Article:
“Automakers induced many people to buy cars in the fourth quarter of last year through zero-rate financing,” he said. “As a result, car sales are going to suffer in the first quarter, and that will pull down consumer spending. The Mortgage Bankers Association recently reported that mortgage purchase applications soared to record highs. But I’m going to predict that the housing market is finally peaking in many parts of the country. Historically, housing has gotten a boost near the end of an easing cycle when interest rates have been coming down. It’s sort of a last gasp mentality — buyers keep waiting for rates to drop and then rush to finance when rates appear to be bottoming out.”

Inflation will probably remain very low in 2002, probably less than 2%, Wall said.

“Twelve months following the last rate cut by the Federal Reserve, the inflation rate fell in six of 12 cases by -0.3%, on average,” he said.

If Wall’s forecast about interest rates is accurate, it won’t be a stellar year for bonds.

“Bond yields generally trough around the last rate cut,” he said. “One year later, Moody’s AAA industrial bond yields have been higher in nine of the last 12 cases and rose an average of 0.5 percentage points. Using the Dow Jones Bond Average, an index of high-grade corporates, bond prices lost an average of 2.0% one year out. Now, don’t go out and sell all of the bonds in your portfolio. As we’ve seen in the last couple of years, bonds are great to have in your portfolio to reduce volatility. But you’ll probably want to keep your maturities in the short to intermediate range. By the end of the year, long-term bond yields will likely be moving up.”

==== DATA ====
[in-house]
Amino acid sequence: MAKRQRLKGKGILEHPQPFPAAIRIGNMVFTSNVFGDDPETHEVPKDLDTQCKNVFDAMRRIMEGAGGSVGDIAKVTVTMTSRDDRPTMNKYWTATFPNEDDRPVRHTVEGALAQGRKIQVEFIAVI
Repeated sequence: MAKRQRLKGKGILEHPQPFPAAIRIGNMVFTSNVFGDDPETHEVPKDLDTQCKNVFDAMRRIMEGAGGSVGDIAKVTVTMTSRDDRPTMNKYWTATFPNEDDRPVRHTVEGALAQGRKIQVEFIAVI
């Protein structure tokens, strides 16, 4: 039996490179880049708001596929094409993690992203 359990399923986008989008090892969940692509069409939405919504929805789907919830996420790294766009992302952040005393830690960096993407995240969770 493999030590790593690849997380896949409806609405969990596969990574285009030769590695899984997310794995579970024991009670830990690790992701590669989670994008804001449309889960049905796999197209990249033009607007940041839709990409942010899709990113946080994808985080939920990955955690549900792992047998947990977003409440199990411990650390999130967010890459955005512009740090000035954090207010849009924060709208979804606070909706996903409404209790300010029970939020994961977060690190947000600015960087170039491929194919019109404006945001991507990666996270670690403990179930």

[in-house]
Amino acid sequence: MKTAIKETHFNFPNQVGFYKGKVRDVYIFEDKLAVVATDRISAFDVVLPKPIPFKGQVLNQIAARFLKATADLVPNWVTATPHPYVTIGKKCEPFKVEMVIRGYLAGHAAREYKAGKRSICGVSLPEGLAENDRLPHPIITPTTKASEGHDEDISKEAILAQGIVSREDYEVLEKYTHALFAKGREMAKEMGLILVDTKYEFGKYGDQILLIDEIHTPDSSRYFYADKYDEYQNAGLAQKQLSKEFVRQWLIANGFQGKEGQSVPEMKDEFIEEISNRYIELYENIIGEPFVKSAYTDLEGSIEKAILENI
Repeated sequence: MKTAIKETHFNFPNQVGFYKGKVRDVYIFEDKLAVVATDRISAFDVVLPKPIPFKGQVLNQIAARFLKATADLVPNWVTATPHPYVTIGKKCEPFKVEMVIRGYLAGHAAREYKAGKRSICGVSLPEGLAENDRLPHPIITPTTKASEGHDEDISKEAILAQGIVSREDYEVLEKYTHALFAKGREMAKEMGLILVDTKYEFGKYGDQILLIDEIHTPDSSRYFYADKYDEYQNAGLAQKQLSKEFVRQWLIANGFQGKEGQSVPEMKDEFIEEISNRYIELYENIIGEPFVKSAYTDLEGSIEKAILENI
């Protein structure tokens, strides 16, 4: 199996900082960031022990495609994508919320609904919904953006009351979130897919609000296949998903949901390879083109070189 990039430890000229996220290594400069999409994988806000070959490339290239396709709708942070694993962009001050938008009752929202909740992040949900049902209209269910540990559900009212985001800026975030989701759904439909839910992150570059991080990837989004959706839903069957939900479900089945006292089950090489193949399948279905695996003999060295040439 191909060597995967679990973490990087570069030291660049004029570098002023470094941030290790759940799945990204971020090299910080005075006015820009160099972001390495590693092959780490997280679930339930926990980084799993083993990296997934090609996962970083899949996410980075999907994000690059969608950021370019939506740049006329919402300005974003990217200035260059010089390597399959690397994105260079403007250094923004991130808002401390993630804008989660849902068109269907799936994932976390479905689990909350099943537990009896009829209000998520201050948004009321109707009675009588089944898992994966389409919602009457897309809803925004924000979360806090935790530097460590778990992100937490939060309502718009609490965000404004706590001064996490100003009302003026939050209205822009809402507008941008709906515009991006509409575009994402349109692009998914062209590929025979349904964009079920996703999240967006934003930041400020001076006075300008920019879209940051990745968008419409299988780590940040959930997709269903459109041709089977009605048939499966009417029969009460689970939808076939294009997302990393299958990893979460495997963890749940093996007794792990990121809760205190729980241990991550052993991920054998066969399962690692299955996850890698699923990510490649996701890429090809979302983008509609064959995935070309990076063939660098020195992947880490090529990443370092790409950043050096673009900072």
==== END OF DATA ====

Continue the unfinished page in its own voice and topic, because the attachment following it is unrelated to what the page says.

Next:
The more pressing question about the stock market concerns upside potential, not whether or not the market has bottomed, Wall said.

“As with most economic recoveries, stocks bottomed out ahead of the economic recovery,” he said. “Our overall theme for the stock market is that liquidity is putting a floor under stock prices while valuation is providing a ceiling. The government is doing everything it can to stimulate the economy out of recession and the massive liquidity they are providing is giving us support and a ‘liquidity driven bull market.’ Yet at the same time the ‘Main Street Mania’ craze, which brought the public into the stock market and culminated in the ‘Bubble of 2000,’ drove valuations so high that even after the 2000-2001 bear market, stocks never reached levels of long-term under valuation.”

Stocks should break out of their two-year losing streak this year, Wall said.

“One year after the last Fed rate cut, S&P 500 returns were higher in 11 of the last 12 cases with a mean gain of 19%,” he said. “Small-cap stocks were higher in 10 of the last 12 cases with a mean gain of 28%.”

In the days following the Sept. 11 attacks, Wall said his staff encouraged clients to stay invested based on their long-term objectives.

“Sure, the Dow fell 12% in the subsequent days following the attacks before recovering a few weeks later,” he said. “The market is volatile. Investors forget that, since 1970, we’ve had declines of over 10 percent 21 times and over 20 percent eight times. I have been in the investment business for more than 20 years and have seen many difficult times, including the ‘87 crash — a 23% decline for the Dow in one day — and several recessions.

“Market fluctuations, while normal, are by no means comfortable. But it’s important for us not to lose focus on why we invest in the stock market. When we invest in the market, we are buying companies. We have had hundreds of great companies in our history — Johnson & Johnson, General Electric, Coca-Cola, Wal-Mart, Disney and McDonald’s — with strong histories of earnings growth. And major success stories in the last 20 years — Microsoft, Dell, Home Depot
, Amgen and
Staples. And there will be dozens of new companies created with superior earnings results that will lead the market in the coming decades.”

Contact MBJ contributing writer Lynne Wilbanks Jeter at lwjeter@yahoo.com</a.

About Lynne W. Jeter